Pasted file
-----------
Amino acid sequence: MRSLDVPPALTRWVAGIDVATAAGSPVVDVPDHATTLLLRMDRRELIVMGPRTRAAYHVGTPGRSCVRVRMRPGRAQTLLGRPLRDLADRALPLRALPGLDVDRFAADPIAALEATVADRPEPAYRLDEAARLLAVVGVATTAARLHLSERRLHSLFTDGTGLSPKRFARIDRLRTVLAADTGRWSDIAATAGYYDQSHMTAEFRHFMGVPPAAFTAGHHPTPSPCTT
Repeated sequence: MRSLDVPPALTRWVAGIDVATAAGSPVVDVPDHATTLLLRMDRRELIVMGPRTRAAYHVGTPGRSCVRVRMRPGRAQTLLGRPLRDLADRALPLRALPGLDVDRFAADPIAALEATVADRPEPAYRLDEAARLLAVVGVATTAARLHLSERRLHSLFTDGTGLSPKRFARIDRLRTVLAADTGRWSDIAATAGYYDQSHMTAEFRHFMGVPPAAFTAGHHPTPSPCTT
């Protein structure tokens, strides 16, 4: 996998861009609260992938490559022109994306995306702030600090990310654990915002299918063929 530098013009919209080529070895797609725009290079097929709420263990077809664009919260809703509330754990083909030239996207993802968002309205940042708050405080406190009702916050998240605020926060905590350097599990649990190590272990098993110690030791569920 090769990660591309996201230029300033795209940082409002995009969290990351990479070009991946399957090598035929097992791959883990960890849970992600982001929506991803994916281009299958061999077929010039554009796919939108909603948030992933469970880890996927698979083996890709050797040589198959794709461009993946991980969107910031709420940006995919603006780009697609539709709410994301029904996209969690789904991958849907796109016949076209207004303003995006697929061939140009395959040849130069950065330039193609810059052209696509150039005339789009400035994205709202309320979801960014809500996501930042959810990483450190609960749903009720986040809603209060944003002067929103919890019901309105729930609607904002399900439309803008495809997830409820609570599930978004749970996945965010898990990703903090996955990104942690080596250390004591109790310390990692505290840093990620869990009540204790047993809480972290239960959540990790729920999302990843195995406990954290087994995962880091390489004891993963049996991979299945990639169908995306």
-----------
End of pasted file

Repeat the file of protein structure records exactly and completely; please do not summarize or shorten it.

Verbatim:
Amino acid sequence: MRSLDVPPALTRWVAGIDVATAAGSPVVDVPDHATTLLLRMDRRELIVMGPRTRAAYHVGTPGRSCVRVRMRPGRAQTLLGRPLRDLADRALPLRALPGLDVDRFAADPIAALEATVADRPEPAYRLDEAARLLAVVGVATTAARLHLSERRLHSLFTDGTGLSPKRFARIDRLRTVLAADTGRWSDIAATAGYYDQSHMTAEFRHFMGVPPAAFTAGHHPTPSPCTT
Repeated sequence: MRSLDVPPALTRWVAGIDVATAAGSPVVDVPDHATTLLLRMDRRELIVMGPRTRAAYHVGTPGRSCVRVRMRPGRAQTLLGRPLRDLADRALPLRALPGLDVDRFAADPIAALEATVADRPEPAYRLDEAARLLAVVGVATTAARLHLSERRLHSLFTDGTGLSPKRFARIDRLRTVLAADTGRWSDIAATAGYYDQSHMTAEFRHFMGVPPAAFTAGHHPTPSPCTT
């Protein structure tokens, strides 16, 4: 996998861009609260992938490559022109994306995306702030600090990310654990915002299918063929 530098013009919209080529070895797609725009290079097929709420263990077809664009919260809703509330754990083909030239996207993802968002309205940042708050405080406190009702916050998240605020926060905590350097599990649990190590272990098993110690030791569920 090769990660591309996201230029300033795209940082409002995009969290990351990479070009991946399957090598035929097992791959883990960890849970992600982001929506991803994916281009299958061999077929010039554009796919939108909603948030992933469970880890996927698979083996890709050797040589198959794709461009993946991980969107910031709420940006995919603006780009697609539709709410994301029904996209969690789904991958849907796109016949076209207004303003995006697929061939140009395959040849130069950065330039193609810059052209696509150039005339789009400035994205709202309320979801960014809500996501930042959810990483450190609960749903009720986040809603209060944003002067929103919890019901309105729930609607904002399900439309803008495809997830409820609570599930978004749970996945965010898990990703903090996955990104942690080596250390004591109790310390990692505290840093990620869990009540204790047993809480972290239960959540990790729920999302990843195995406990954290087994995962880091390489004891993963049996991979299945990639169908995306």